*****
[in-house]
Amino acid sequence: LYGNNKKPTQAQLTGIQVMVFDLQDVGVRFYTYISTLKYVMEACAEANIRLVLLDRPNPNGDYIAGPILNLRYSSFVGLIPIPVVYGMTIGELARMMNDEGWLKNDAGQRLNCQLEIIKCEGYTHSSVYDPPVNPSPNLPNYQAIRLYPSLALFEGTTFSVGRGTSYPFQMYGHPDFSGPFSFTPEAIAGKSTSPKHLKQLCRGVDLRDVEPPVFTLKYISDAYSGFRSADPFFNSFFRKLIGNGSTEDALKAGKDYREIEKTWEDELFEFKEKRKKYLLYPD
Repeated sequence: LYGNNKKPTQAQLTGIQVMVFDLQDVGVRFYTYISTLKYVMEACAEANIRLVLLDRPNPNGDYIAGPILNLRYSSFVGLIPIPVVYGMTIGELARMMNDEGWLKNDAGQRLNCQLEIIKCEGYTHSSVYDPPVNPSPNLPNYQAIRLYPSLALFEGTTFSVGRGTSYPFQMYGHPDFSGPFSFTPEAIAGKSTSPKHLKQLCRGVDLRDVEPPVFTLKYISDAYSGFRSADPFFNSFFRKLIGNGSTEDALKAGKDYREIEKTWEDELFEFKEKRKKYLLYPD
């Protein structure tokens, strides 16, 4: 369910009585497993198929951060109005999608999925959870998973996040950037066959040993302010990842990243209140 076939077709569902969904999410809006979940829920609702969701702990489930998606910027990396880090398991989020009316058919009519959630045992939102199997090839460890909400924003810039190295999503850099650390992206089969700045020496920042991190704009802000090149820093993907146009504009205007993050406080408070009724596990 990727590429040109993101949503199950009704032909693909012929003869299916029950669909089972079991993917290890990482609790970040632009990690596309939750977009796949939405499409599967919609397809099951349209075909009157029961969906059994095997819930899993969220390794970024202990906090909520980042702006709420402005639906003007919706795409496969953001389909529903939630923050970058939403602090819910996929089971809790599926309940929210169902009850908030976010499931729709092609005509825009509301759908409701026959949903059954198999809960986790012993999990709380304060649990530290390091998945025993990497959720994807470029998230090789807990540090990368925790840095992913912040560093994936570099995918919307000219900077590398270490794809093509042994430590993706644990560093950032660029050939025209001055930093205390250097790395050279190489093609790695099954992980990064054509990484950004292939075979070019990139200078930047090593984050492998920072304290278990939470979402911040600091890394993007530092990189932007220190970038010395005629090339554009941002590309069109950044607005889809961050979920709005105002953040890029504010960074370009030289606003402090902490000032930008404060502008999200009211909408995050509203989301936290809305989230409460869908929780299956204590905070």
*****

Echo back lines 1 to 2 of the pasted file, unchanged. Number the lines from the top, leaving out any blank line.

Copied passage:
[in-house]
Amino acid sequence: LYGNNKKPTQAQLTGIQVMVFDLQDVGVRFYTYISTLKYVMEACAEANIRLVLLDRPNPNGDYIAGPILNLRYSSFVGLIPIPVVYGMTIGELARMMNDEGWLKNDAGQRLNCQLEIIKCEGYTHSSVYDPPVNPSPNLPNYQAIRLYPSLALFEGTTFSVGRGTSYPFQMYGHPDFSGPFSFTPEAIAGKSTSPKHLKQLCRGVDLRDVEPPVFTLKYISDAYSGFRSADPFFNSFFRKLIGNGSTEDALKAGKDYREIEKTWEDELFEFKEKRKKYLLYPD